Stating yesterday that Arizona “Senate Bill 1062 does not address a specific and present concern related to religious liberty in Arizona,” Governor Jan Brewer (R) vetoed the bill, which would have allowed Arizona businesses to refuse services to individuals based on religious objections.
The bill was strongly opposed by LGBT groups who have seen businesses in other states – such as florists, photographers, and bakers – refuse to provide services to same-sex couples. Members of the Arizona business community also opposed the bill, as did politicians on both sides.
“With today’s veto, Governor Brewer spared her state from institutional discrimination and economic catastrophe. Make no mistake, there is no better way to doom jobs in a state than by signing license-to-discriminate bills,” said Chad Griffin, president of the Human Rights Campaign, which delivered 65,000 petition signatures urging Governor Brewer to veto the bill. “The bipartisan outpouring of opposition to this bill is all the proof you need that this country isn’t turning backwards. Governor Brewer did the right thing in stopping this assault on businesses and the LGBT community and we call on her and the legislature–and governors and legislators in other states–to resist any attempt to give license to discrimination.”
The State of Arizona began losing money shortly after the bill passed in the state legislature. The Hispanic National Bar Association announced that it would no longer hold its annual convention in Arizona in 2015 over concerns about the law. Other economic opportunities for the state were also threatened: the National Football League announced it would consider moving next year’s Super Bowl from Arizona to another state; the Arizona and Lodging and Tourism Association received hundreds of calls from tourists and business travelers intending to boycott travel to Arizona; and several major corporations, including Apple, American Airlines, and AT&T, Intel, and Verizon called for a veto after expressing significant concerns.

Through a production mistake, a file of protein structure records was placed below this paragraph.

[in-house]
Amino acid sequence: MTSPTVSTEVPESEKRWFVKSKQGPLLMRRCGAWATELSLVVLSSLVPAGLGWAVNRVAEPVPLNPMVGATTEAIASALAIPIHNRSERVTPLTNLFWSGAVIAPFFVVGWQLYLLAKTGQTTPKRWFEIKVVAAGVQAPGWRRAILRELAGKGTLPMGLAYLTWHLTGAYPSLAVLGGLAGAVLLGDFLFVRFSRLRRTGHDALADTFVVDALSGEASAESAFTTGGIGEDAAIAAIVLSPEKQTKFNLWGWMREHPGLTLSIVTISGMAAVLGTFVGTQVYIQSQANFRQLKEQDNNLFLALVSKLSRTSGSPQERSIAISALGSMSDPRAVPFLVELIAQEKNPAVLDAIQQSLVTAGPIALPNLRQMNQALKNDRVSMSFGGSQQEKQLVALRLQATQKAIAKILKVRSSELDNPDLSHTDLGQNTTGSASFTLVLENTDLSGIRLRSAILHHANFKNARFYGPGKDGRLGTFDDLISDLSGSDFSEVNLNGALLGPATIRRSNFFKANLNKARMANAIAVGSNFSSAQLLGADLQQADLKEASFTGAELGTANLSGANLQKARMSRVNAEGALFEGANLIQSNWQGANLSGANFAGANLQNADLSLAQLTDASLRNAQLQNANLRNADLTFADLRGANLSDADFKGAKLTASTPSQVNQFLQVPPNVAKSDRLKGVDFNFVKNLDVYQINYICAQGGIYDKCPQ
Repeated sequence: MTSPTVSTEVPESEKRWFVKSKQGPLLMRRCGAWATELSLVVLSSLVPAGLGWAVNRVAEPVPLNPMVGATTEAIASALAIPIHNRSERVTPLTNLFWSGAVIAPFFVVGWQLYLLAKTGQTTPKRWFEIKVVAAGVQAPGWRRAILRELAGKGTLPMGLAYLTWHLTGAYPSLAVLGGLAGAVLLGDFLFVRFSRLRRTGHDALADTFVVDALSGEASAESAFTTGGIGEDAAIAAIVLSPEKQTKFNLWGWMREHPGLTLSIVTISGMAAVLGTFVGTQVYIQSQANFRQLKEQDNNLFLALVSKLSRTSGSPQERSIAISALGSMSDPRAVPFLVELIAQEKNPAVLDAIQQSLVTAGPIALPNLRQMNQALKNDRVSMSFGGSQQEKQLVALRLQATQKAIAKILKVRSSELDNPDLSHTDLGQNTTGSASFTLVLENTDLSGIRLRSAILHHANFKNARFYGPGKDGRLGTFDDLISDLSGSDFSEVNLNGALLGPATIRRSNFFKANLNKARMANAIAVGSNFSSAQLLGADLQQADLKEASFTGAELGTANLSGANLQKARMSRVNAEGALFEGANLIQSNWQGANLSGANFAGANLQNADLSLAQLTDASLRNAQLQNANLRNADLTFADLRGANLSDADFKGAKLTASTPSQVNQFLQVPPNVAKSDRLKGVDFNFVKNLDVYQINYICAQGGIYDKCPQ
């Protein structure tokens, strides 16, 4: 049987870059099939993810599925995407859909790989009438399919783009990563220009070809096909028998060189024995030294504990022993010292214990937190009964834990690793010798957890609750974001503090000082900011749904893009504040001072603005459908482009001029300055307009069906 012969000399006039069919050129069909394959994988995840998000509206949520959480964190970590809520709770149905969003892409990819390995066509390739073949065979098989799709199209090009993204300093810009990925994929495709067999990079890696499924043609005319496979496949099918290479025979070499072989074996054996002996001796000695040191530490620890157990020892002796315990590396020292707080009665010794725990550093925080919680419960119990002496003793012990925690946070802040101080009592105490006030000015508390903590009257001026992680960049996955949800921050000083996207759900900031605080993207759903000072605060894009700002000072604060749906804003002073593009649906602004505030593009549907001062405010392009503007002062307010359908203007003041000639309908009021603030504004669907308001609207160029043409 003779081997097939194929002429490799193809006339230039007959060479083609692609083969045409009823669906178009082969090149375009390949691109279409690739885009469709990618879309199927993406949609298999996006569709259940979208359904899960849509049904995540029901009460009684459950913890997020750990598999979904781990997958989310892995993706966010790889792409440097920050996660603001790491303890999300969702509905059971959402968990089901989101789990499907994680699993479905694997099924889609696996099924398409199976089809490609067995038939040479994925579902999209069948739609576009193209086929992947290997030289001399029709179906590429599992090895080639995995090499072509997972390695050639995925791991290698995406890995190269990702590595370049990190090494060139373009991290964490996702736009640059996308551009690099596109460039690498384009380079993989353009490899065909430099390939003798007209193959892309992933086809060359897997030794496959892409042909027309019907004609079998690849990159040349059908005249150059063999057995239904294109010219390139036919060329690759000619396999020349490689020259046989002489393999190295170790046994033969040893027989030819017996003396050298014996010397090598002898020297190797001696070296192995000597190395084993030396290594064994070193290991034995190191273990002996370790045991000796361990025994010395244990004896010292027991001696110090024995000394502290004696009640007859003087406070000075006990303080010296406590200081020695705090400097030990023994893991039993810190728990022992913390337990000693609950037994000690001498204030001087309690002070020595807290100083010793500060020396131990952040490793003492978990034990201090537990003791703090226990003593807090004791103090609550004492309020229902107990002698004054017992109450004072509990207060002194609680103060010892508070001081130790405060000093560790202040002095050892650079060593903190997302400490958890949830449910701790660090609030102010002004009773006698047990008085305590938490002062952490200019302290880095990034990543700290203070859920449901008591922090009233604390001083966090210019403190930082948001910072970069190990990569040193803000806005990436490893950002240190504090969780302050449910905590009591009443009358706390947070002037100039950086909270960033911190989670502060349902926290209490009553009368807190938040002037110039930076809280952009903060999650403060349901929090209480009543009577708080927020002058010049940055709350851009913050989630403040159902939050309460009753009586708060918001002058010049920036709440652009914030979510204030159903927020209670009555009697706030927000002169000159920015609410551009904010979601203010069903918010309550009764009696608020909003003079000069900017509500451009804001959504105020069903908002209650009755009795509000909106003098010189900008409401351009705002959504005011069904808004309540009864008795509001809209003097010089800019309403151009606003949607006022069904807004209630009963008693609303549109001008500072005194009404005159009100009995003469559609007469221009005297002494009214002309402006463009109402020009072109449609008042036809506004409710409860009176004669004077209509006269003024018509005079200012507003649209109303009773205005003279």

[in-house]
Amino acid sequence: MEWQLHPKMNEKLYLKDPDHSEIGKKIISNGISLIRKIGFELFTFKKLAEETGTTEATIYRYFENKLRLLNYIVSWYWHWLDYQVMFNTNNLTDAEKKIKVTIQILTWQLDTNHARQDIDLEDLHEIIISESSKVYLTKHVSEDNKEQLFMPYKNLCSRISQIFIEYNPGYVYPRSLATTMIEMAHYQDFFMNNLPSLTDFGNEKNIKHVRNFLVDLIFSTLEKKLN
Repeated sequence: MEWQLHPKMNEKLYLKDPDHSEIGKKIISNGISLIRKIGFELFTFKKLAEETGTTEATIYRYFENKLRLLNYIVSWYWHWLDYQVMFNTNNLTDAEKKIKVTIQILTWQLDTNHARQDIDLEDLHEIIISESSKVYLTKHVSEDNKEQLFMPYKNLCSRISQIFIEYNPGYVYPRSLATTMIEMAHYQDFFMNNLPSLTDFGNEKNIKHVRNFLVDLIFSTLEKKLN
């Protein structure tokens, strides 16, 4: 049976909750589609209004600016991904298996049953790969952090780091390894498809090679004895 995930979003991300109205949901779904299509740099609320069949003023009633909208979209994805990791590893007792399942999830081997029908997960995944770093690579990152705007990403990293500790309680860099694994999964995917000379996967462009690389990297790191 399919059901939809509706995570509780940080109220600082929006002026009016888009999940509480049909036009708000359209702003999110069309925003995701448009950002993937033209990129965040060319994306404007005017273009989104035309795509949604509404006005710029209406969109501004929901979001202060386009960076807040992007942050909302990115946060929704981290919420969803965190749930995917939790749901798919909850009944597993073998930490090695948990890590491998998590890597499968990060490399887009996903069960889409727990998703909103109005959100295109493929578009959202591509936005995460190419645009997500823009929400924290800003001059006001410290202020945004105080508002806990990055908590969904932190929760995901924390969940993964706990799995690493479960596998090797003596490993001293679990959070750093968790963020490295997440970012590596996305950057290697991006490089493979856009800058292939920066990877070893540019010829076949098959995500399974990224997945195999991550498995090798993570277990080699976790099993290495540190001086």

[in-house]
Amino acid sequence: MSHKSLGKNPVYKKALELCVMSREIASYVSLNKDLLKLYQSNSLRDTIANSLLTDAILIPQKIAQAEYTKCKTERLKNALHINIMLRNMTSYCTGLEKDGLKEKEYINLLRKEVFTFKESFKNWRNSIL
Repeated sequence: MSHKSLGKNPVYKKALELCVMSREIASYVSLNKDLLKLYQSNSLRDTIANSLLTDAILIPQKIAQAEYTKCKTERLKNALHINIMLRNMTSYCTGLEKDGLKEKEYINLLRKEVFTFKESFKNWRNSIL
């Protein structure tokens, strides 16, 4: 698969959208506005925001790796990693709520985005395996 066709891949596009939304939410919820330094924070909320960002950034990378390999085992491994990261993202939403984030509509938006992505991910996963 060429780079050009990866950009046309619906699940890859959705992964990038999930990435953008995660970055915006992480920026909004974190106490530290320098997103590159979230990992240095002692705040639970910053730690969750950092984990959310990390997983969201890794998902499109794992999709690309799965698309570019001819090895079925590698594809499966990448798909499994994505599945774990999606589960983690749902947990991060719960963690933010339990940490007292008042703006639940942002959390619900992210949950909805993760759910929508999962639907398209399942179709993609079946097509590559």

Even as the Arizona measure failed, the US Supreme Court is set to hear arguments March 25 from two for-profit companies that similarly seek to discriminate based on religious grounds. Hobby Lobby Stores and Conestoga Wood are challenging the birth control benefit in the Affordable Care Act (ACA), arguing that they should be allowed to refuse to provide insurance coverage for birth control because of religious objections.
“Religion should not be used as a cover for profit-making businesses to discriminate against women,” said Feminist Majority Foundation President Eleanor Smeal, “nor should women be held hostage to their boss’ personal religious beliefs.”
Tell the Supreme Court to let women, not bosses, make women’s personal decisions about birth control and health! Sign our petition, and then join us outside the Court on March 25 to make your voice heard.
Media Resources: New York Times 2/27/24; Politico 2/27/14; Human Rights Campaign 2/26/14; Bloomberg News 2/25/14; Feminist Majority Foundation Press Release 11/26/13